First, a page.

Introduction to Jonah 1
“Jonah son of Ammitai” - “Jonah” means “Dove,” which represents peace. “Ammitai” means “my truth”
The Prophet Jonah
There is no reference in the Book of Jonah to any event that would help us know what particular time in history the story of Jonah took place, but according to 2nd Kings 14:25 the prophet Jonah lived during the reign of Jeroboam II of the Northern Kingdom of Israel. During the reign of Jeroboam II, there was a lot of political instability. This time period saw the assassinations of rulers and unpredictable foreign policy in Israel. During this time, Israel’s religion was corrupted through Baal worship and idolatry. They looked to Baal as the provider of agricultural productivity and flocks. They would partake in drunkenness, sexual orgies, and child sacrifice in order to benefit from Baal’s “procreative power.” Even Israel’s priests were promoting idolatry in the land.
The Book of Jonah
Jonah lived between 786 and 746 B.C. His reference in 2nd Kings 14:25, which helps to date his ministry. Jonah’s ministry was before the rise of Assyria later in the 8th century under the powerful Tiglath-Pileser III, however, the book was written sometime between 8th century and 3rd century B.C. – well after the life of Jonah. The Book of Jonah assumes Nineveh was a great and wicked city. Nineveh was the capital of Assyria and was destroyed by the Babylonians in 612 B.C. According to the Book, Jonah was sent to Nineveh by God.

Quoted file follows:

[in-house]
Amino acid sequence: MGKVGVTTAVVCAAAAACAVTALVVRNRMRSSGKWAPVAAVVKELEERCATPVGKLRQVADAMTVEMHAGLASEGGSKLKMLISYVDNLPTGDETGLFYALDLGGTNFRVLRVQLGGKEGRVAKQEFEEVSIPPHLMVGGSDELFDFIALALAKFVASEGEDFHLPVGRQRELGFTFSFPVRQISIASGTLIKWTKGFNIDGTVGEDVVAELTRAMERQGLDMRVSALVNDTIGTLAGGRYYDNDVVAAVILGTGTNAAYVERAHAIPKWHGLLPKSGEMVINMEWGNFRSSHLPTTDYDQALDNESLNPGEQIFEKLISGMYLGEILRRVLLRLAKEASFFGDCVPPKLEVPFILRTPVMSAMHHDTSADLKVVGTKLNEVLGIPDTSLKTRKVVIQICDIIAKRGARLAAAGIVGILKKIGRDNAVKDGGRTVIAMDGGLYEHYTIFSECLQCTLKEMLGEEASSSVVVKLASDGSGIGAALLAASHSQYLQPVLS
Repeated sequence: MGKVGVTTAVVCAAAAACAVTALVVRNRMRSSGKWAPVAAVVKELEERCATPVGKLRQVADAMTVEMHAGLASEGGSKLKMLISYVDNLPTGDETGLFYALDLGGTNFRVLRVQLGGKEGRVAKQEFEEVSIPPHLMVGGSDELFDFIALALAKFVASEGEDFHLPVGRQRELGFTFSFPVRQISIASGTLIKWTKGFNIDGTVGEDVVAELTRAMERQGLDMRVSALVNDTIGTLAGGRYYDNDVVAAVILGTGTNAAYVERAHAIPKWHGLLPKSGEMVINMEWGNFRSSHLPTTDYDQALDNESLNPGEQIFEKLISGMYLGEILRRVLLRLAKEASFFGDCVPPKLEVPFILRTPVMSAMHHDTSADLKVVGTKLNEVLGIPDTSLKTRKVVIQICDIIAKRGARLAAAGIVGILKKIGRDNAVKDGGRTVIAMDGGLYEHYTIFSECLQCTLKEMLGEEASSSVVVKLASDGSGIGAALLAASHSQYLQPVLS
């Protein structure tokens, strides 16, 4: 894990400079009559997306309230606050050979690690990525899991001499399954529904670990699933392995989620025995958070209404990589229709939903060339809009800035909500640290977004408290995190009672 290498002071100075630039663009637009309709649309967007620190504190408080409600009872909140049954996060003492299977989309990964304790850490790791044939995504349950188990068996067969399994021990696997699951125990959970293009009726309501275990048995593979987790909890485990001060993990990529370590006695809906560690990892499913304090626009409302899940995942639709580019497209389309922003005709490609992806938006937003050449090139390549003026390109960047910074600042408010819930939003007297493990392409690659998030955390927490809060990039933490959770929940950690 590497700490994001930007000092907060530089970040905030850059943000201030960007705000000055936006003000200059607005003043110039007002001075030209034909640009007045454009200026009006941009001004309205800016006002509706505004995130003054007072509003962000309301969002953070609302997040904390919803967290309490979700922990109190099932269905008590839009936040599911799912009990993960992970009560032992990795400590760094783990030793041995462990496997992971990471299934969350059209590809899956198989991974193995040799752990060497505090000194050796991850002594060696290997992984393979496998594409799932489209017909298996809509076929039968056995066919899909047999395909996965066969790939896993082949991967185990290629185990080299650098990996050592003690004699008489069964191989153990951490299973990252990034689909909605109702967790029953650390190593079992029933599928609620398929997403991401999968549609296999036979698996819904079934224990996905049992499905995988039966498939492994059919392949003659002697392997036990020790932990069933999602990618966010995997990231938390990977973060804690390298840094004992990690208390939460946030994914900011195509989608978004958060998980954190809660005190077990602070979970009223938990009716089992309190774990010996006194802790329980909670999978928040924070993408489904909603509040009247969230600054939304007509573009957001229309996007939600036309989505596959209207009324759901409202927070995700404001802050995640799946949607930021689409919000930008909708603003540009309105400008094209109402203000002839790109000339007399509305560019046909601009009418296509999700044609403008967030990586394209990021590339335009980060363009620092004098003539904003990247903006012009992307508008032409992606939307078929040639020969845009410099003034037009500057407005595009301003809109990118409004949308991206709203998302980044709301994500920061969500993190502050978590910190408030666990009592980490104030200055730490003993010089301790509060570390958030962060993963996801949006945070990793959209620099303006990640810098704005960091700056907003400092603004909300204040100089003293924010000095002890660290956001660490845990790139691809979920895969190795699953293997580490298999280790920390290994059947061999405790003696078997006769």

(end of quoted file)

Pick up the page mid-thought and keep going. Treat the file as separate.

The call and rebellion of Jonah
Israel was under threat from Assyria and its capital of Nineveh. Some theorize that Jonah’s flight is in response to “the specter of the potential destruction of the Northern Kingdom of Israel at the hands of Nineveh.” The Hebrews were God’s chosen people at the time and it was uncharacteristic of them to follow God’s command to bring in the other nations to Himself.
God tells Jonah to go to Nineveh and preach against the city because of its wickedness. But Jonah flees and goes in the opposite direction from Nineveh. He goes down to Joppa and boards a ship bound for Tarshish - modern day Spain - the edge of the known western world. He goes down below deck to sleep. God intervenes and sends a storm. The crew casts lots to see who is to blame and the lot fell to Jonah. The pagan sailors refuse Jonah’s request to throw him to the sea and instead try to row to land, but fail. Only when they submit to the will of God and throw Jonah overboard is the storm calm. The LORD provided a large fish to swallow up Jonah as he sank down to the depths.